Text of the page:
- Old, New, Borrowed and Blue: Lisa's pearls are old, her dress is new, she borrows a locket from Hugh's mother, and a lock of Marge's hair is blue.
- Ridiculously Human Robots: They look completely human, until they cry. Then their heads burst into flames and melt.
- Separated by a Common Language: When Marge talks to Lisa, who is spending her summer with her boyfriend in England, she tells her she should remember that an elevator is a "lift", a mile is called a "kilometer" and botulism is "steak-and-kidney pie".
- Something Completely Different: The first full Flash Forward episode.
- Special Guest: Mandy Patinkin as Hugh.
- Super-Speed Reading: Lisa and Hugh bond over speed-reading the one textbook they both wanted. They appear to finish it in an afternoon.
- Tarot Troubles: Parodied. When the Death card comes up, Lisa is terrified, but the gypsy calmly explains that Death just means change and isn't automatically a bad thing. Then she freaks out after drawing The Happy Squirrel.
- Technical Virgin: Lisa wonders if she should wear white for her wedding as she had sex with Milhouse when she was a teenager (then broke up with him by telling him she might not get married). Marge assures Lisa that Milhouse doesn't count.
- Tears from a Stone: Robots aren't supposed to have emotions, but cry at sentimental events and short themselves out.
- Time for Plan B: When Hugh's first attempt at a Wacky Marriage Proposal backfires, he resorts to very cheap, yet straight to the point, backup stunt to get his message across.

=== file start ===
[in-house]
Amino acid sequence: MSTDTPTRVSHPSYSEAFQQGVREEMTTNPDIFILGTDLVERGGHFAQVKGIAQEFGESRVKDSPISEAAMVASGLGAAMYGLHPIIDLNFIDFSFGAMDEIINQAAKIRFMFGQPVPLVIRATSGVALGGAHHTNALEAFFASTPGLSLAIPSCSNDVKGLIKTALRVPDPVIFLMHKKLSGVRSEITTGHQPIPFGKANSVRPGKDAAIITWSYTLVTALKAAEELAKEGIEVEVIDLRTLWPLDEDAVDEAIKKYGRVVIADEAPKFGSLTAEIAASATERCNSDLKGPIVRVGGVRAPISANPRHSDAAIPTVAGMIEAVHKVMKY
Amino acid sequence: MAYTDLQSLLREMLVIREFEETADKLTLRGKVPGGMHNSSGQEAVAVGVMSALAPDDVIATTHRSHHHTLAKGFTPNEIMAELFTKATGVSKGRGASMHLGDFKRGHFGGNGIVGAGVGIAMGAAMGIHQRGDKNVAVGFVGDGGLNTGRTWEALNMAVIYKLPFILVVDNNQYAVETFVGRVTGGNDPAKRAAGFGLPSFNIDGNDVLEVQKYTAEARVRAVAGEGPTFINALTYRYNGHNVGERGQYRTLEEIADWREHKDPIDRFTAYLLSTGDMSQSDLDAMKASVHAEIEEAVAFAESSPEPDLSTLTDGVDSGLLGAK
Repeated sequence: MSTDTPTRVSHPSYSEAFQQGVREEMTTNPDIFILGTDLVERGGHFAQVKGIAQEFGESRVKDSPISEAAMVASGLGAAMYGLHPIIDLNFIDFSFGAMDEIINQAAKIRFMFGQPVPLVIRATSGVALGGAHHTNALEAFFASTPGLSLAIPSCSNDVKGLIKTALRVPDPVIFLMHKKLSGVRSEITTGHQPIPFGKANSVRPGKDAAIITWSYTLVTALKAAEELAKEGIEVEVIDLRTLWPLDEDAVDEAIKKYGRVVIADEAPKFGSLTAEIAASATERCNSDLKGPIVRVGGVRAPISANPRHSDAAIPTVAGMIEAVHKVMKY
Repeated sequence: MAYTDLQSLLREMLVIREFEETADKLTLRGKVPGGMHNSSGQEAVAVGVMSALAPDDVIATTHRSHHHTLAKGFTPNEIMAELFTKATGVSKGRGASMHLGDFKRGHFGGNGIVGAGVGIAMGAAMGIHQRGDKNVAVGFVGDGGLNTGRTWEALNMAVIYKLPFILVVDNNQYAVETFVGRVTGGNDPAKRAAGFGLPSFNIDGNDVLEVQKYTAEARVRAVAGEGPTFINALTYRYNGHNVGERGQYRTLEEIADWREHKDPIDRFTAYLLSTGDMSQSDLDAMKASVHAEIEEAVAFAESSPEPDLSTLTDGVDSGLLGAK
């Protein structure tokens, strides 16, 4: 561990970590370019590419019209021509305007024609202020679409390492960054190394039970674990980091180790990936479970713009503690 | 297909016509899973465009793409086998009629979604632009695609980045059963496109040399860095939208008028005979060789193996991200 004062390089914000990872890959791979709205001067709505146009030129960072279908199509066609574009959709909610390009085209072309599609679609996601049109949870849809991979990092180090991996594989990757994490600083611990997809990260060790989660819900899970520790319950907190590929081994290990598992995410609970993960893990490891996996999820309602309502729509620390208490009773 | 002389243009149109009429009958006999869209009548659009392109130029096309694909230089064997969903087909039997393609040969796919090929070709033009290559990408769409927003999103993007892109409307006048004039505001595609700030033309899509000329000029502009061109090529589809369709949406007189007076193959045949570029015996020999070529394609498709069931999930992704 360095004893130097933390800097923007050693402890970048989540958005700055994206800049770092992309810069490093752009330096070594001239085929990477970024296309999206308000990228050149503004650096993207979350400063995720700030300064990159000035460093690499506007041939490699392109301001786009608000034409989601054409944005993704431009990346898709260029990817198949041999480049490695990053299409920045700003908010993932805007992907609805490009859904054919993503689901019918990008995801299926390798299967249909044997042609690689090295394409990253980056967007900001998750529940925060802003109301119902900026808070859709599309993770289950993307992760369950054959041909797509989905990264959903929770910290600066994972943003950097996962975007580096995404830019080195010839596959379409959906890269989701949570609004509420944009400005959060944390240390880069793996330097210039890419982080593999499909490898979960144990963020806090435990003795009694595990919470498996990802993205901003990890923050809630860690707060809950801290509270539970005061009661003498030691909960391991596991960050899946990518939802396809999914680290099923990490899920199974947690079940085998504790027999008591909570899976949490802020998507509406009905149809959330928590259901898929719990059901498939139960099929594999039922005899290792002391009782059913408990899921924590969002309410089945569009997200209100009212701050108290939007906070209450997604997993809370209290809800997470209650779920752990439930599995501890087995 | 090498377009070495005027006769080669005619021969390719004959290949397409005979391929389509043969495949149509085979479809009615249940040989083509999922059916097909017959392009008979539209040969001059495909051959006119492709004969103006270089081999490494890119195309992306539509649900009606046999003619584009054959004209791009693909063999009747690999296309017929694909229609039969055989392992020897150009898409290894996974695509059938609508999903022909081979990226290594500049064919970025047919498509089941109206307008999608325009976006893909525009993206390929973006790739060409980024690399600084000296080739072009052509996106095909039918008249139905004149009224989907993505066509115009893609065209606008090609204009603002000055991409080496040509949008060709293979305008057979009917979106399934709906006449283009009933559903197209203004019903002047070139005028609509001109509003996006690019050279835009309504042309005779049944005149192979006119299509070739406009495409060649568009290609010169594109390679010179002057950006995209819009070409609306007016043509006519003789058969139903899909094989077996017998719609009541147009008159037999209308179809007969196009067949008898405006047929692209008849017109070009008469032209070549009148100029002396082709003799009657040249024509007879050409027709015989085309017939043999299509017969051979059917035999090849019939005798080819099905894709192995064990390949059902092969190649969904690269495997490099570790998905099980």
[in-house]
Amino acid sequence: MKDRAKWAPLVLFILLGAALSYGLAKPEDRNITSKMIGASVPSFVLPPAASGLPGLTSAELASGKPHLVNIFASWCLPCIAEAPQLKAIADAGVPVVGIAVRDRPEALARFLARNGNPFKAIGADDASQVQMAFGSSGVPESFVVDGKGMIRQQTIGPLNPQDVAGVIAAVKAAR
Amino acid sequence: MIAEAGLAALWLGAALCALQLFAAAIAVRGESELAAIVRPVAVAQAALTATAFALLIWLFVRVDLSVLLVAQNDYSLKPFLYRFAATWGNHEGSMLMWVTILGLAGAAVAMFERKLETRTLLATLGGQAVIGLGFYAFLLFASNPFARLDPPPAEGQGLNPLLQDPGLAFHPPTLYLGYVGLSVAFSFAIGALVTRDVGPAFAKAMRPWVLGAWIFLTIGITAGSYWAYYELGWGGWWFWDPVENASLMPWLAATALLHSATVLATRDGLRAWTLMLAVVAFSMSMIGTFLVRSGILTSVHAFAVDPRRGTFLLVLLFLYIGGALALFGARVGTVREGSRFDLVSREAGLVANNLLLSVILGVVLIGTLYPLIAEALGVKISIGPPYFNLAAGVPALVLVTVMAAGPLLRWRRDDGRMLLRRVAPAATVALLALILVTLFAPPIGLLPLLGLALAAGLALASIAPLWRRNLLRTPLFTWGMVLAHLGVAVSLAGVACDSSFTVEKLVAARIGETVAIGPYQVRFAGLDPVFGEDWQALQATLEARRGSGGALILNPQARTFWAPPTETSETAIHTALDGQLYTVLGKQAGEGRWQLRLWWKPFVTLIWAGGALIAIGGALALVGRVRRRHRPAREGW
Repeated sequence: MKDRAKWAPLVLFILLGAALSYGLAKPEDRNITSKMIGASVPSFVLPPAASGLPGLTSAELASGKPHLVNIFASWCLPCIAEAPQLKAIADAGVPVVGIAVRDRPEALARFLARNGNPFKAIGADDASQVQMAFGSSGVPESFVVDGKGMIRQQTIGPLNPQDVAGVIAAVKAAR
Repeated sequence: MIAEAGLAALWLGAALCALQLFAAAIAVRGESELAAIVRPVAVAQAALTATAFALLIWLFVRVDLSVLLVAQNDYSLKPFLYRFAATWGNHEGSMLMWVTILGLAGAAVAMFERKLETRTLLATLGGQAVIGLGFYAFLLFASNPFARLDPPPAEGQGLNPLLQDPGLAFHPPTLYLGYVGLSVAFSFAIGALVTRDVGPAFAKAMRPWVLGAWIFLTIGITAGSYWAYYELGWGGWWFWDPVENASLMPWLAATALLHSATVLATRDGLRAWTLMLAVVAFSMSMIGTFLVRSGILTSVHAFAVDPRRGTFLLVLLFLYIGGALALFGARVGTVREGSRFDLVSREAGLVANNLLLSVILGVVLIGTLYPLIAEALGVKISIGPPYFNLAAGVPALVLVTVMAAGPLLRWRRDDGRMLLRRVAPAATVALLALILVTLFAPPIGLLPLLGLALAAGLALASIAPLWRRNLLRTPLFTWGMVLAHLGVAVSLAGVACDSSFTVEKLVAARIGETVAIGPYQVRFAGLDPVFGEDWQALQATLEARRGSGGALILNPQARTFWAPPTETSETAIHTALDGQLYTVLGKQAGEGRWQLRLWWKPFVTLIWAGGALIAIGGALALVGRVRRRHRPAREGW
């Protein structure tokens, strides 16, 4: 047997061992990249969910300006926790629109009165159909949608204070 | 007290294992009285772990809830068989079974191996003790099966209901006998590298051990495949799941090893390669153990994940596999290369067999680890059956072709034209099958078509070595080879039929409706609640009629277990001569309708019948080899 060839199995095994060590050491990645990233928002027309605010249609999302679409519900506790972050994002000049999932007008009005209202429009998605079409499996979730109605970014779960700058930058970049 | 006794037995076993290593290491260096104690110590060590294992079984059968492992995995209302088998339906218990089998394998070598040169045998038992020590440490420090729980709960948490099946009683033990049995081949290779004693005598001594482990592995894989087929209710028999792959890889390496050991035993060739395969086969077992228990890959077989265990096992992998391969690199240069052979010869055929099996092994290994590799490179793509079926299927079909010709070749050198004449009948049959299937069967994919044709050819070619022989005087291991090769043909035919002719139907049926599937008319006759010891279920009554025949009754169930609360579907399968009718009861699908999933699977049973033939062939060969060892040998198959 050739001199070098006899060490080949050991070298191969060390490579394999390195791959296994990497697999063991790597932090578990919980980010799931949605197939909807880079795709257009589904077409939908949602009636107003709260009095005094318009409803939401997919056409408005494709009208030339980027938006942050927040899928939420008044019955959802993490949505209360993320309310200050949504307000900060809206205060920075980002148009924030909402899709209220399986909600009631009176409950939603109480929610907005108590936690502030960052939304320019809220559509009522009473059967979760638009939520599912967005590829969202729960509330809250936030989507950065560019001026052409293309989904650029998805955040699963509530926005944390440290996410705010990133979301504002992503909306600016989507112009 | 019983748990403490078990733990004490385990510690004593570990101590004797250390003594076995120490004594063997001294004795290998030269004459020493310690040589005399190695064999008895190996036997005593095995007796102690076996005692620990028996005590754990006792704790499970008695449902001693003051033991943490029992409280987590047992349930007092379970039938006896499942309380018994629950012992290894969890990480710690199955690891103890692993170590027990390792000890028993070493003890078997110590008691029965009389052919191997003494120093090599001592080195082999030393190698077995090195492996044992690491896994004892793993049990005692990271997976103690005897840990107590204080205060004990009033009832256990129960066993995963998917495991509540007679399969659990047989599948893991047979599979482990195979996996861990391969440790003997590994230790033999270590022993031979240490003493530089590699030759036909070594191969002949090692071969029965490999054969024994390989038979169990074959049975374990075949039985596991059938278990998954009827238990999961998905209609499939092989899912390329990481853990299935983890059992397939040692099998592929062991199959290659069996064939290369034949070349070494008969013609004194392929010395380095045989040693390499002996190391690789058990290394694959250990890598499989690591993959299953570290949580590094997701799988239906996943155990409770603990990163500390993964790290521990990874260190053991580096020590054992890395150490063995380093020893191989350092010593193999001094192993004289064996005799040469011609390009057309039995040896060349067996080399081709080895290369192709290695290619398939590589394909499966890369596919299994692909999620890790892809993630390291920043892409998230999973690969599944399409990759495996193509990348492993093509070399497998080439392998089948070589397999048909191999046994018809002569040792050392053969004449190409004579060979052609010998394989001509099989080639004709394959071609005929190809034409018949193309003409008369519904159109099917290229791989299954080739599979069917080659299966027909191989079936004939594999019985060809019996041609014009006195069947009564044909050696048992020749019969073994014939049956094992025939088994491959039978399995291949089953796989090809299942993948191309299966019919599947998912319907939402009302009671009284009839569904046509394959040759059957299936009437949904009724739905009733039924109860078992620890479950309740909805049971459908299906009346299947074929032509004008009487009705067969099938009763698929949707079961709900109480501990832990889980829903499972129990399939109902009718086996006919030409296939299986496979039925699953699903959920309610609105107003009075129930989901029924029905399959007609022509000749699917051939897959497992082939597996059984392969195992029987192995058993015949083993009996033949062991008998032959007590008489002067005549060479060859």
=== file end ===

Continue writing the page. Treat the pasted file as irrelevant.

- Tin Man: A librarian catches Lisa with her fiance-to-be, and questions aloud how two so opposite personalities could ever fall in love. A bystander comments "How would you know, you're a robot?", prompting the robot librarian to shed a single tear... which then causes her to catch fire. Then it happens again when said fiance proposes; the two robots hiding in the bushes to implement plan B also start crying, causing their faces to melt.
- 20 Minutes into the Future
- Ur-Example: Of Simpsons episodes mainly taking place in the future.
- Videophone: Showcased a conversation between Lisa and Marge using a "picture phone". Marge kept forgetting that Lisa could see her over the phone, and her body language made it more obvious to tell when she was lying.
- Virgin in a White Dress: Lisa and Marge briefly discuss this as they are a church-going family.Lisa: Mom, I feel kind of funny wearing white. I mean... Milhouse.
Marge: (dismissive) Oh, Milhouse doesn't count.
- Wacky Marriage Proposal: Hugh tries to put his proposal on a big electrical letterboard saying "Lisa, will you do me the honor of giving me your hand in the holy tradition of matrimo—", before it shorts out. He falls to "Plan B": sending out a cow wearing a sign that says just: "Marry Me."
- We Have Those, Too: Hugh tells Homer that they have the "pull my finger" joke in Britain. But Homer just wants him to pull his finger.
- World War III: Moe scolds Hugh because he's British and claims: "We saved your ass in World War II". Hugh responds: "And we saved your arse in World War III." Moe admits: "True."
- Ye Olde Butcherede Englishe:Lunchlady Doris: Yon meat, 'tis sweet as summer's wafting breeze.
Homer: Can I have some?
Lunchlady Doris: Mine ears are only open to the pleas of those who speak ye olde English.
Homer: Sweet maiden of the spit, grant now my boon, that I might sup on some suckling pig this noon.
Lunchlady Doris: Whatever.